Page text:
As a new mom, I have been breastfeeding from day one—believing wholeheartedly in the long term benefits to my baby. However, as my daughter has grown, it has become increasingly apparent that my very active love bug cannot be a long term nurser. She has mastered standing up now, so she stands from the time she wakes up in the morning until we put her down at night and nursing is no deterrent from her all day stand-a-thon. She is now also cutting teeth and the vigor and enthusiasm with which she nurses has not boded well for my poor breasts. They have been screaming “mercy”—tapping out like old school thumb wrestling style—for at least two months now. All things considered my boyfriend and I came to the decision that it was time to wean her.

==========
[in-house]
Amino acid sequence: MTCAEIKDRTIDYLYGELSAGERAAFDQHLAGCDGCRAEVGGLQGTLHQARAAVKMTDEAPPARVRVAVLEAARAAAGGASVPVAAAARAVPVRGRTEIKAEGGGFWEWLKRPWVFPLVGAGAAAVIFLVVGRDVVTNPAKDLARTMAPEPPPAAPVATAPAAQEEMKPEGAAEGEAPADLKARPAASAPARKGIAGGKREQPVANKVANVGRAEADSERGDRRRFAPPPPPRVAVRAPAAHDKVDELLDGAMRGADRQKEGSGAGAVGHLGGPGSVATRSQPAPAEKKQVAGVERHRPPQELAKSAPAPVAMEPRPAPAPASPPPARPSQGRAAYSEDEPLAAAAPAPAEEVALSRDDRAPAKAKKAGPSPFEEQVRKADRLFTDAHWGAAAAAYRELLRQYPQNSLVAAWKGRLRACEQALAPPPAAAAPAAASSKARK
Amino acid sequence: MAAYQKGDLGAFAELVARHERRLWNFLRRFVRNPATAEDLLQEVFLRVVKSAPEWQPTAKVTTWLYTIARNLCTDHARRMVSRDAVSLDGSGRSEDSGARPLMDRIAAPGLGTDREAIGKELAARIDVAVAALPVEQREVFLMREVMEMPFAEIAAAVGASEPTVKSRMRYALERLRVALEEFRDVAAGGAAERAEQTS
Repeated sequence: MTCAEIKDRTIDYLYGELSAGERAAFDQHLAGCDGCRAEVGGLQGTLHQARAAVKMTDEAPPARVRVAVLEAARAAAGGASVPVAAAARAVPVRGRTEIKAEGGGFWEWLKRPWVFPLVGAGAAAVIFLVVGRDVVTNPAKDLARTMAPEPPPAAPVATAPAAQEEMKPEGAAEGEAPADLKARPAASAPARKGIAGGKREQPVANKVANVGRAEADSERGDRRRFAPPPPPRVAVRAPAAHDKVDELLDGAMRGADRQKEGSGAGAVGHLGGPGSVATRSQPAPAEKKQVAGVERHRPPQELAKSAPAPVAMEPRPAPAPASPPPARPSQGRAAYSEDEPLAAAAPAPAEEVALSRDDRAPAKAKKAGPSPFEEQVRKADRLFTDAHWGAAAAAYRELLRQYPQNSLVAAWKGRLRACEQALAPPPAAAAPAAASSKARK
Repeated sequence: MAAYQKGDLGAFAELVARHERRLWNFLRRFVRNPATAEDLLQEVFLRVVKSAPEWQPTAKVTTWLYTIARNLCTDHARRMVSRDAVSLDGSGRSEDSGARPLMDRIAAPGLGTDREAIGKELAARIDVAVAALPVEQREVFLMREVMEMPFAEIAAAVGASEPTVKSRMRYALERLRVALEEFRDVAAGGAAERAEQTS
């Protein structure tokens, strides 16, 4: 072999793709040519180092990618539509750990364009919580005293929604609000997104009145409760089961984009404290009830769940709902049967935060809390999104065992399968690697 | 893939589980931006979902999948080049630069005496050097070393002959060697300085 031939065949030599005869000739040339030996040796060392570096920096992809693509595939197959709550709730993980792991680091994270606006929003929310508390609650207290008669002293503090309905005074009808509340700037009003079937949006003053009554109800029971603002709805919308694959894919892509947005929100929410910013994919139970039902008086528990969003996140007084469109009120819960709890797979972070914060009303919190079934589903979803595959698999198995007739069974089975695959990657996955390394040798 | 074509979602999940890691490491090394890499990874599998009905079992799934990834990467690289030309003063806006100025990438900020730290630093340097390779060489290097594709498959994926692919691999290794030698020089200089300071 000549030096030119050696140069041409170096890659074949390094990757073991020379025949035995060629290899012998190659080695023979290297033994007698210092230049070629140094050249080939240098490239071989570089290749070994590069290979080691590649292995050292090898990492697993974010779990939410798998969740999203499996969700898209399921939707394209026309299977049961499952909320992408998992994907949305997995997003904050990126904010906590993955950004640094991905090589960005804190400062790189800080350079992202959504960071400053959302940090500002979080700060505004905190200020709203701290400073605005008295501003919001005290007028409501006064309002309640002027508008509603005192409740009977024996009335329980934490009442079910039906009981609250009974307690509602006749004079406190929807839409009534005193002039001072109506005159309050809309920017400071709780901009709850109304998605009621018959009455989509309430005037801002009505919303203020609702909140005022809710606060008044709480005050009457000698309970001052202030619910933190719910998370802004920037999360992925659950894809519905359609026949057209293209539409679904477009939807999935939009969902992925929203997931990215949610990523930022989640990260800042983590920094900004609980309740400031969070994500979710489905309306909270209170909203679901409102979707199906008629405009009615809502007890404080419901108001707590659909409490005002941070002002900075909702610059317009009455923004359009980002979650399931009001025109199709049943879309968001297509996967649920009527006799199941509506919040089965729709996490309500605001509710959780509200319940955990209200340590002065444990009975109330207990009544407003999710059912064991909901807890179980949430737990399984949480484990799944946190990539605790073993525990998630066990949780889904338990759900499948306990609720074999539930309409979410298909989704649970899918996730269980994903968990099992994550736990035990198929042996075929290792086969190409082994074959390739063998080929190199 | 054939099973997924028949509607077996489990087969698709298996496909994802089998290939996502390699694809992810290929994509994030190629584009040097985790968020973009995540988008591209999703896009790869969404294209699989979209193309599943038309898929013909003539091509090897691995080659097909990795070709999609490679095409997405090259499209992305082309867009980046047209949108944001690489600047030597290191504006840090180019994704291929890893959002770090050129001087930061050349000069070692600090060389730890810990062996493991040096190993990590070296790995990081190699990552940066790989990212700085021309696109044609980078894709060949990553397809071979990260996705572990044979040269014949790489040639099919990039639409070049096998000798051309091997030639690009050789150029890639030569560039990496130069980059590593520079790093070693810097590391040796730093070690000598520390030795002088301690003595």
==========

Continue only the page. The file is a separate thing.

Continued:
I can openly admit that I was making a halfhearted attempt at it because I was convinced it would be an impossible task. Love bug seemed to have such an affinity for the comfort and sustenance of nursing. One night recently, after an entire day without nursing [can you say #winning], my daughter awoke from her sleep as she usually does and her dear old dad who had been on evening duty handed her off to me. As I had done so many times before, I just stuck a breast in her mouth and waited for her to fall asleep [at 3am who is thinking about any stinking weaning plan? not me]. An hour later, with her still suckling and growing more and more restless, I realized that my quick fix was anything but. It took me all of five minutes to get up and fix her a formula bottle which once consumed in a matter of seconds compared to our hour-long-nursing-marathon got her right back to dreamland. This is not a statement on the breastfeeding v. bottle feeding knock down drag out debate/war… I have no dog in that fight. In my mind, a fed baby is a happy baby and happy healthy baby is the aim. However, you get ’em fed is between you, your God, and your baby. So don’t sick any crazy mommy bloggers on me. The point I am attempting to make is that I was too lazy and/or stubborn to adapt to change and therefore, cheating love bug and I out of several hours of sleep not only that night but the many that preceded it.